Analysis 5 examines the importance of individual components of the clinical score, along with the other presentation variables. It should be noted that the value of pulsus paradoxus as a predictive variable is hampered by the fact that it was not measured in 79 patients (39.5 percent), particularly in the younger children. Dyspnea was the sole variable chosen from all presentation variables, as a prediction rule, with a sensitivity of 88 percent, but, specificity of only 71 percent. buy ampicillin

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Predicting the Need for Hospitalization in Children with Acute Asthma: Results (4)

Predicting the Need for Hospitalization in Children with Acute Asthma: Results (4)Once again, the resulting decision tree chose from the presentation variables only the clinical score as the prediction rule, but now with a lower cut point of 0.65. This results in a slightly higher sensitivity (80 percent) but a lower specificity (72 percent). A clinical score of >0.65 means that at least four of the variables had been assigned a score of 1 (regardless of whether pulsus paradoxus was measured). Further increasing the prespecified penalty of discharging a patient who should have been hospitalized led to little change in this rule.
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Predicting the Need for Hospitalization in Children with Acute Asthma: Results (3)

The overall misclassification rate (percentage of observations classified incorrectly) is 41/200 = 20.5 percent. Of the 41 misclassifi-cations, 14 were patients with a clinical score ^0.75 who should have been discharged but were admitted, and 27 were patients with clinical score >0.75 who should have been hospitalized but were discharged. Thus, if hospitalization is considered the “disease,” the rule has a sensitivity rate of 79 percent, and a specificity rate of 80 percent. These rates use the same data to estimate and assess the rule, and for this reason, tend to be somewhat optimistic. The crossvalidated cost gives a more realistic estimate, and was 23 percent (Table 4). The cross-validated sensitivity and specificity values will be given in terms of their cross validated values. birth control pills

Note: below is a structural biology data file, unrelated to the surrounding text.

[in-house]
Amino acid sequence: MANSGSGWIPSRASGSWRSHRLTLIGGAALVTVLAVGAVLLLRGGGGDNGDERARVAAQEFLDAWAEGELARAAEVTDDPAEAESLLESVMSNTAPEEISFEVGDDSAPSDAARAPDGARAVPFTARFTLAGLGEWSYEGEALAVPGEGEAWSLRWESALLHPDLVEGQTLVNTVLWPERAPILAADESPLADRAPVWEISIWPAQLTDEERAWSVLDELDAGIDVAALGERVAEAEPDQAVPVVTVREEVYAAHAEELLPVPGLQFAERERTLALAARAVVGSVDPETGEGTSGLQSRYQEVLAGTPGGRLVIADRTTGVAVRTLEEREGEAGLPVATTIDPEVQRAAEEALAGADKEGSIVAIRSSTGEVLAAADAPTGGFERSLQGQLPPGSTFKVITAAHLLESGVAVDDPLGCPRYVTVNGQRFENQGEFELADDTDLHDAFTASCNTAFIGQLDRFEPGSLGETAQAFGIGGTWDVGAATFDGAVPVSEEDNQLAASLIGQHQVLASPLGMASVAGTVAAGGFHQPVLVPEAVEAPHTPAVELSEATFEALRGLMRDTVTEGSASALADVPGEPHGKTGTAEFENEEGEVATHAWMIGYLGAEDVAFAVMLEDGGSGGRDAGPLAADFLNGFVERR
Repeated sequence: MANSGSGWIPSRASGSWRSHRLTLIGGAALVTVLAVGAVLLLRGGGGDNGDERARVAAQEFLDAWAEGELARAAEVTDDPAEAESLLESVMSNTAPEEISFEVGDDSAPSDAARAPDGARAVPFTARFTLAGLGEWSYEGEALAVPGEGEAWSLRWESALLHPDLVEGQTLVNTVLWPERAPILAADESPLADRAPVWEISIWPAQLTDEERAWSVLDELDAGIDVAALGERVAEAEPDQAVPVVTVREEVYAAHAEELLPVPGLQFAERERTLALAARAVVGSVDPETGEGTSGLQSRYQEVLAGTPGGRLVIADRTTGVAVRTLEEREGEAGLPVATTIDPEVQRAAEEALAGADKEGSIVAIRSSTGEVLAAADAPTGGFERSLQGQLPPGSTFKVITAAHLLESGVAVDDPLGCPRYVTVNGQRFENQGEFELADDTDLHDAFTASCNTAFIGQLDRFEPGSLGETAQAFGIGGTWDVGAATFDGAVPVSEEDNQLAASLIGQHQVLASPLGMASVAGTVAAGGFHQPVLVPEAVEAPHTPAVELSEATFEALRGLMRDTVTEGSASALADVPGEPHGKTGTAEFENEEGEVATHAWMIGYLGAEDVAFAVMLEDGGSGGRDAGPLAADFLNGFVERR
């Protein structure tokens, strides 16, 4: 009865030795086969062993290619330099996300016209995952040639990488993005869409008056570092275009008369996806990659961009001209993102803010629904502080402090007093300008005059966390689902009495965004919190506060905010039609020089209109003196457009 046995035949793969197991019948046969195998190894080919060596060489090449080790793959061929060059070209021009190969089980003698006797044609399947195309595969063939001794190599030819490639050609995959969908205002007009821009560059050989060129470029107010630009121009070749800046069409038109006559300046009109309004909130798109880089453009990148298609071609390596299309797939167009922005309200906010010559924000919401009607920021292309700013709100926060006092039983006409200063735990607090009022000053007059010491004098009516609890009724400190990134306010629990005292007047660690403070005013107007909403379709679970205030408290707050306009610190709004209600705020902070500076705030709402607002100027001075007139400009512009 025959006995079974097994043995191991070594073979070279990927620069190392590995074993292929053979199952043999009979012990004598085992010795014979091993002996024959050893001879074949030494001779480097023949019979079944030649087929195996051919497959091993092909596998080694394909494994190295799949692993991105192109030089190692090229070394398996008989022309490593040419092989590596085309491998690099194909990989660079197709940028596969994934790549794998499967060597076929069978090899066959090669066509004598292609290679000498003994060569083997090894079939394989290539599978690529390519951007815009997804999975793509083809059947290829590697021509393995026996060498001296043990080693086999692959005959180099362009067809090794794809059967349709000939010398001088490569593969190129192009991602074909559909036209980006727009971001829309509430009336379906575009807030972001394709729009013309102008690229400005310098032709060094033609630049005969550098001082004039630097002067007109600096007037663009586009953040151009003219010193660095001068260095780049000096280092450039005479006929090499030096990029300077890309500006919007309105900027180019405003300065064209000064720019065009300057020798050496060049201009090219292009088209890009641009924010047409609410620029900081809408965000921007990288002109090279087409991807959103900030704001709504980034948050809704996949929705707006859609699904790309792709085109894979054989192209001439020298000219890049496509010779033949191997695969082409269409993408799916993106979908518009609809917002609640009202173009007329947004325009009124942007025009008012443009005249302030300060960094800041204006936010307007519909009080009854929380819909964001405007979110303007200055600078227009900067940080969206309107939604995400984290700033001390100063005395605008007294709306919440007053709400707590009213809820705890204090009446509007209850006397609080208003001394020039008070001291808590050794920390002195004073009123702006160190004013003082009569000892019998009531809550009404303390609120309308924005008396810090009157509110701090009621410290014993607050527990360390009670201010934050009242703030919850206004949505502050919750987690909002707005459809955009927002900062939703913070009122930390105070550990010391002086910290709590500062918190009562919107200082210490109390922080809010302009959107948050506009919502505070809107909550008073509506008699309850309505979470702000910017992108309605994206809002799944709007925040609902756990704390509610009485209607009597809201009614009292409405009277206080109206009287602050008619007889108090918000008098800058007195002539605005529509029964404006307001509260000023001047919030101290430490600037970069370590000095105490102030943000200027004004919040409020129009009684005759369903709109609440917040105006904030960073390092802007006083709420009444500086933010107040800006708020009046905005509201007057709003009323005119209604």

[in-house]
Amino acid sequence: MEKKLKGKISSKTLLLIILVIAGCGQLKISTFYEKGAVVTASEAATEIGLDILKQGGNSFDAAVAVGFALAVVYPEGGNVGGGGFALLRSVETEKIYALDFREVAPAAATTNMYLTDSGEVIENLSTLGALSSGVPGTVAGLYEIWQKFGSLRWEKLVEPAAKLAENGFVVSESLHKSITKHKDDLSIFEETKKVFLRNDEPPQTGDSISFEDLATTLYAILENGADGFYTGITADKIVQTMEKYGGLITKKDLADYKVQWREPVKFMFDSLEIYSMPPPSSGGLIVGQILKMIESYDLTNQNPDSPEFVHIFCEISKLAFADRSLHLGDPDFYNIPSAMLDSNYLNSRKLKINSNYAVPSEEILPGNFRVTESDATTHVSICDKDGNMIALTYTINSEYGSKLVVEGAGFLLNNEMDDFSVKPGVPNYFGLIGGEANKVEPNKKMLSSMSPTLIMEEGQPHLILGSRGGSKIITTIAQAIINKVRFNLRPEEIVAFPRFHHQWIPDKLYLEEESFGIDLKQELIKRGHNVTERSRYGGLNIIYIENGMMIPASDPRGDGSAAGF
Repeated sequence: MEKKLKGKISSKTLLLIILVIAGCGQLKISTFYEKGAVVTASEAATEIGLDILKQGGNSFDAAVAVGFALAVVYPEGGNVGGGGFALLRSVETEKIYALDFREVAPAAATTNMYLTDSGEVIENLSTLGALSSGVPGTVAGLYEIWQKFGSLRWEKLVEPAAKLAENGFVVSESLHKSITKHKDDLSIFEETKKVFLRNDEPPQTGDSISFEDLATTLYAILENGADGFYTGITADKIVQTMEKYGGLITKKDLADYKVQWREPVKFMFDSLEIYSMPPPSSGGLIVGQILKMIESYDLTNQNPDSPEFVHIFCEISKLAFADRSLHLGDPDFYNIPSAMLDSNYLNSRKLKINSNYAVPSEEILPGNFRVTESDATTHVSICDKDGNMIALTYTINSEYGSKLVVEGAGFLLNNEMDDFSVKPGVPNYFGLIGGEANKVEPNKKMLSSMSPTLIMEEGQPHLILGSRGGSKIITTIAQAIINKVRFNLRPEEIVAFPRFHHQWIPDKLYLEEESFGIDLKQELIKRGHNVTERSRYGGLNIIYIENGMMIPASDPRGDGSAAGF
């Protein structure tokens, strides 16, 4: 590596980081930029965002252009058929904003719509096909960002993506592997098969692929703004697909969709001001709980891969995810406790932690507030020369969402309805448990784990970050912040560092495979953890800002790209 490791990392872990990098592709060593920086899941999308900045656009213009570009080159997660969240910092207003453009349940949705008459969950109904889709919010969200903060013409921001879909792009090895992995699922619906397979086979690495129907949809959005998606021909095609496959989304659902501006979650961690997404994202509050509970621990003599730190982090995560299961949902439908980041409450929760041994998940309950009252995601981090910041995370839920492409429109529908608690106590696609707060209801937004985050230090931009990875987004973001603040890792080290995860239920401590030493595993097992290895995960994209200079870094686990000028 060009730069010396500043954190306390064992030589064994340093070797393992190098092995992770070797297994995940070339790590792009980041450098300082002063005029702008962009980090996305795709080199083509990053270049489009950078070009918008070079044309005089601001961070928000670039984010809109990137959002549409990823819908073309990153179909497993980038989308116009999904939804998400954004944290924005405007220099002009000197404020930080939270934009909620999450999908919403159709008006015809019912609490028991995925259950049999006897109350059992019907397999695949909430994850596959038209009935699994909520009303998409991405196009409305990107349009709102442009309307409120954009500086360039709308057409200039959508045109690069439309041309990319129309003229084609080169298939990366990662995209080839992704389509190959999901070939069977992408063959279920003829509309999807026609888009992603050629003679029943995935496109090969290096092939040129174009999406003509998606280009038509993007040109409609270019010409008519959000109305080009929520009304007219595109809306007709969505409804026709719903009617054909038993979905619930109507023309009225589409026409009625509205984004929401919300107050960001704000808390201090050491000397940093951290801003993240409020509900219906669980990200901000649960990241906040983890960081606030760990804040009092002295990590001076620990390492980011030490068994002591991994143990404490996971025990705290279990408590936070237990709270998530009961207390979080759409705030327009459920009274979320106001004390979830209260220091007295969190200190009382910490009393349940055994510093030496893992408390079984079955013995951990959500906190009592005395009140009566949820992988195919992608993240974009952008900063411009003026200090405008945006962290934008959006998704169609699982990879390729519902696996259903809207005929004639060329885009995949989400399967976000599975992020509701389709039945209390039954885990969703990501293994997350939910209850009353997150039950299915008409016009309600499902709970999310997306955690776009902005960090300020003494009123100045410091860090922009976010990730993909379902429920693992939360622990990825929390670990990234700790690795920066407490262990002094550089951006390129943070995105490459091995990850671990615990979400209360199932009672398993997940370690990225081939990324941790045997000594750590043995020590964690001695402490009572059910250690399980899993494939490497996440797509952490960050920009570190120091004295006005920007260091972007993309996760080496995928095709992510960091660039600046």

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Predicting the Need for Hospitalization in Children with Acute Asthma: Results (2)

Predicting the Need for Hospitalization in Children with Acute Asthma: Results (2)All patients with initial Sa02 values above 96 percent were discharged home, and none of them subsequently returned to the ER. However, most of the patients had initial Sa02 values between 92 and 96 percent (Fig 1). Similarly, patients with high clinical scores on presentation tended to be hospitalized and patients with low clinical scores tended to be discharged. However, there were patients with high clinical scores who were discharged and patients with low clinical scores who were hospitalized (Fig 1). The clinical score on disposition, ie> after ER treatment, seems to differentiate the groups more clearly, but still there is an area of overlap. It is also not clear from these data which clinical score or Sa02 value, or combination of variables, would be most predictive of outcome. Further analysis was, therefore, required. buy diabetes drugs
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Predicting the Need for Hospitalization in Children with Acute Asthma: Results (1)

Of the 200 patients in the study, 66 (33 percent) were hospitalized, and 134 (67 percent) were discharged home. Five of the discharged patients returned to the ER within seven days, and one was subsequently hospitalized. All patients were treated with nebulized albuterol, and in addition, 8 percent received intravenous theophylline, and 8 percent received systemic corticosteroids. The mean age of all patients was 5.6 ±3.1 years (range 0.4 to 16 years). No statistically significant age difference was found in the hospitalized vs the discharged groups (Table 2).